# View config list and copy project namegcloud config list
# Store the project value from the results in the environment variable $PROJECT_ID.PROJECT_ID=$(gcloud config get-value project)# Create a service account:gcloud iam service-accounts create velero \
--display-name "Velero service account"
# Set the $SERVICE_ACCOUNT_EMAIL variable to match its email value.SERVICE_ACCOUNT_EMAIL=$(gcloud iam service-accounts list \
--filter="displayName:Velero service account" \
--format 'value(email)')
Attach policies to give velero the necessary permissions to function:# Our permissionsROLE_PERMISSIONS=(
compute.disks.get
compute.disks.create
compute.disks.createSnapshot
compute.snapshots.get
compute.snapshots.create
compute.snapshots.useReadOnly
compute.snapshots.delete
compute.zones.get )
# Creating a role with those permissionsgcloud iam roles create velero.server \ --project $PROJECT_ID \ --title "Velero Server" \ --permissions "$(IFS=","; echo "${ROLE_PERMISSIONS[*]}")" # Creating IAM policy for our account that uses the role we just createdgcloud projects add-iam-policy-binding $PROJECT_ID \ --member serviceAccount:$SERVICE_ACCOUNT_EMAIL \ --role projects/$PROJECT_ID/roles/velero.server # Giving access to our bucketgsutil iam ch serviceAccount:$SERVICE_ACCOUNT_EMAIL:objectAdmin gs://${BUCKET}# Create a service account key, specifying an output file (credentials-velero) in your local directory. Store it somewhere safe. gcloud iam service-accounts keys create credentials-velero \ — iam-account $SERVICE_ACCOUNT_EMAIL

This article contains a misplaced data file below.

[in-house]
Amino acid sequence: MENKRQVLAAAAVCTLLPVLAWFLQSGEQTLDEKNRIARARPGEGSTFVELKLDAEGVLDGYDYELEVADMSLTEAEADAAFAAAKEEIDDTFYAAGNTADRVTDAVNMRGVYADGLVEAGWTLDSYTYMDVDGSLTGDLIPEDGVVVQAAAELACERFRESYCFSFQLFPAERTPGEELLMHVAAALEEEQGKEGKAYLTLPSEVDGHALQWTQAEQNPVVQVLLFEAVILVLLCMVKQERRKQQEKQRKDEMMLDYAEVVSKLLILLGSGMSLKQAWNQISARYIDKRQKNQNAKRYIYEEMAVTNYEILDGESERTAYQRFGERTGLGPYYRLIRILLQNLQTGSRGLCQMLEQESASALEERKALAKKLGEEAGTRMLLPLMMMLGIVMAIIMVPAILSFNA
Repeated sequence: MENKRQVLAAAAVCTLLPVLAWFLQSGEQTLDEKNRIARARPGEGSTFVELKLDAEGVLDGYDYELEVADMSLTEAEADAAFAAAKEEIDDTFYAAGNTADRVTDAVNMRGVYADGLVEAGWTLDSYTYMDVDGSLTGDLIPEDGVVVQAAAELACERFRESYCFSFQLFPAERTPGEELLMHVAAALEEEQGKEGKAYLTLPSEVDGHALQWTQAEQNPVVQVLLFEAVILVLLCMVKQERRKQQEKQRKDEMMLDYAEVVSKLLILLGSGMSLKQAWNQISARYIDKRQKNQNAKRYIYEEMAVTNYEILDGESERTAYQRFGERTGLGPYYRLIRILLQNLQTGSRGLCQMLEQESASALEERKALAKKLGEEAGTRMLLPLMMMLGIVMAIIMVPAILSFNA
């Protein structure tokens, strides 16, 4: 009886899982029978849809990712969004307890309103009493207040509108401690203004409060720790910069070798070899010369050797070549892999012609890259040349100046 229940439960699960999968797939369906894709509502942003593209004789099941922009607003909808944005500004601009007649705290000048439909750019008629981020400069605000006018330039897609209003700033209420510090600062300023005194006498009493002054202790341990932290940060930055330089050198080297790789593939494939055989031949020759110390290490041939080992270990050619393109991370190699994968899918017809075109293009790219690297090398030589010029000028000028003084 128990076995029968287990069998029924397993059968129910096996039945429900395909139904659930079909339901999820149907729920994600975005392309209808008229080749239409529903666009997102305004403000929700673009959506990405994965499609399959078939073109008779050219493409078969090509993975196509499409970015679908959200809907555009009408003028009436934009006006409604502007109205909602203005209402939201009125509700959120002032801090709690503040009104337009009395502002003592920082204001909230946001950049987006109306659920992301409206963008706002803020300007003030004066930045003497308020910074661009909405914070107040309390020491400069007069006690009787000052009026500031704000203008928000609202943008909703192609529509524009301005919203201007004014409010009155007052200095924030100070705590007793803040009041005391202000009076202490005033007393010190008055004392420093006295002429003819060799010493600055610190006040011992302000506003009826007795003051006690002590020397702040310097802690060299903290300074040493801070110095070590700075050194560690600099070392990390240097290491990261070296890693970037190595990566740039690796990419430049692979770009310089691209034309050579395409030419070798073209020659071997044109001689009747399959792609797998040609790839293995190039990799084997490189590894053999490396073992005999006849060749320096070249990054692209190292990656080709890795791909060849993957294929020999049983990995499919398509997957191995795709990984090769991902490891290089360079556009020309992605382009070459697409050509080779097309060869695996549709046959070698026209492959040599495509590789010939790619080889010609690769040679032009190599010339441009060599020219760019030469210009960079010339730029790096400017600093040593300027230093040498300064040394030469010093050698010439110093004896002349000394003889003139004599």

Installing and setting up Velero

Download and install velero cmd from their website. Then once the cmd is ready.

# Install velero on servervelero install \
--provider gcp \
--plugins velero/velero-plugin-for-gcp:v1.1.0 \
--bucket $BUCKET \
--secret-file ./credentials-velero

Creating Scheduled Backups

Here is how you can setup velero to create scheduled daily backups. Where the last argument is a CRON time. You can use crontab to generate your desired value.

velero schedule create daily-backup --schedule "0 7 * * *"

Disaster Recovery

Suppose a disaster has occurred, follow these steps to restore your cluster.

# Update your backup storage location to read-only mode (this prevents backup objects from being created or deleted in the backup storage location during the restore process):# Get storage location name and copy the Name value.
velero backup-location get
# Set the storage location access mode to read-onlykubectl patch backupstoragelocation <STORAGE LOCATION NAME> \
--namespace velero \
--type merge \
--patch '{"spec":{"accessMode":"ReadOnly"}}'
## create a restore from the latest successful backup triggered by schedule "daily-backup"

velero restore create --from-schedule daily-backup
# Once the restore jon is created, use the following command to monitor progressvelero restore describe <Restore-Object-Name># Patching backup location access to allow read/write accesskubectl patch backupstoragelocation <STORAGE LOCATION NAME> \
--namespace velero \
--type merge \
--patch '{"spec":{"accessMode":"ReadWrite"}}'

Manual Backup and Restore

You can also create manual backups and restore them voluntarily.

# Creating a backupvelero backup create my-backup-1# Getting a list of backups available
velero backup get
# Creating a restore job from backup name.
velero restore create --from-backup my-backup-1

Summary

Having a Kubernetes backup, disaster recovery in place can help you reduce the time taken to restore your clusters from hours to two minutes.

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ADIL RAFIQ

Bikes, Tea, Sunsets in that order. Software Engineer who fell in love with cloud-native infrastructure.